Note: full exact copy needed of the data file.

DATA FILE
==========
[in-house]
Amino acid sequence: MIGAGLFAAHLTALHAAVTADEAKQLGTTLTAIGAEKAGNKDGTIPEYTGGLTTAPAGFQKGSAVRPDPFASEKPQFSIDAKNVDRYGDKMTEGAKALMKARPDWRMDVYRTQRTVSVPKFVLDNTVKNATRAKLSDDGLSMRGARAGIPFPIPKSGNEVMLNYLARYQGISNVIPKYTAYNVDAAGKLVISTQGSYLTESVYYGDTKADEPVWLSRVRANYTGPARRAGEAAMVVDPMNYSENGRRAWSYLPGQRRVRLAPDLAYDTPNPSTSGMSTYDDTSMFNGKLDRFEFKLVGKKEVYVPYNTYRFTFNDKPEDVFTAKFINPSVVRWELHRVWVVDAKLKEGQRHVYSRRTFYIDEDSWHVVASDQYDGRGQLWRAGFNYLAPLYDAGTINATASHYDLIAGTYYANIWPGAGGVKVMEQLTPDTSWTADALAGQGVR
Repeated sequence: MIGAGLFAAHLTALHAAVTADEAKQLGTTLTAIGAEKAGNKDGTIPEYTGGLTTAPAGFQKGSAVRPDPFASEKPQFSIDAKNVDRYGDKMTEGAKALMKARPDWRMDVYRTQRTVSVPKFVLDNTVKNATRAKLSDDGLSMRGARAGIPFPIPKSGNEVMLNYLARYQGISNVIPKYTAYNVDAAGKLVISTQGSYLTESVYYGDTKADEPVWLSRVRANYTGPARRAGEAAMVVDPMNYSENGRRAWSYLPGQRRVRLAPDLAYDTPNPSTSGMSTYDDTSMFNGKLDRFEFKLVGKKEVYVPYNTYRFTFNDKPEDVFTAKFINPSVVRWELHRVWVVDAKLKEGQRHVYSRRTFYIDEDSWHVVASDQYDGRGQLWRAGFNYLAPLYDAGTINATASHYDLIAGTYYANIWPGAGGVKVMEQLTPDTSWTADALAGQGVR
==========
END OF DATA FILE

[in-house]
Amino acid sequence: MIGAGLFAAHLTALHAAVTADEAKQLGTTLTAIGAEKAGNKDGTIPEYTGGLTTAPAGFQKGSAVRPDPFASEKPQFSIDAKNVDRYGDKMTEGAKALMKARPDWRMDVYRTQRTVSVPKFVLDNTVKNATRAKLSDDGLSMRGARAGIPFPIPKSGNEVMLNYLARYQGISNVIPKYTAYNVDAAGKLVISTQGSYLTESVYYGDTKADEPVWLSRVRANYTGPARRAGEAAMVVDPMNYSENGRRAWSYLPGQRRVRLAPDLAYDTPNPSTSGMSTYDDTSMFNGKLDRFEFKLVGKKEVYVPYNTYRFTFNDKPEDVFTAKFINPSVVRWELHRVWVVDAKLKEGQRHVYSRRTFYIDEDSWHVVASDQYDGRGQLWRAGFNYLAPLYDAGTINATASHYDLIAGTYYANIWPGAGGVKVMEQLTPDTSWTADALAGQGVR
Repeated sequence: MIGAGLFAAHLTALHAAVTADEAKQLGTTLTAIGAEKAGNKDGTIPEYTGGLTTAPAGFQKGSAVRPDPFASEKPQFSIDAKNVDRYGDKMTEGAKALMKARPDWRMDVYRTQRTVSVPKFVLDNTVKNATRAKLSDDGLSMRGARAGIPFPIPKSGNEVMLNYLARYQGISNVIPKYTAYNVDAAGKLVISTQGSYLTESVYYGDTKADEPVWLSRVRANYTGPARRAGEAAMVVDPMNYSENGRRAWSYLPGQRRVRLAPDLAYDTPNPSTSGMSTYDDTSMFNGKLDRFEFKLVGKKEVYVPYNTYRFTFNDKPEDVFTAKFINPSVVRWELHRVWVVDAKLKEGQRHVYSRRTFYIDEDSWHVVASDQYDGRGQLWRAGFNYLAPLYDAGTINATASHYDLIAGTYYANIWPGAGGVKVMEQLTPDTSWTADALAGQGVR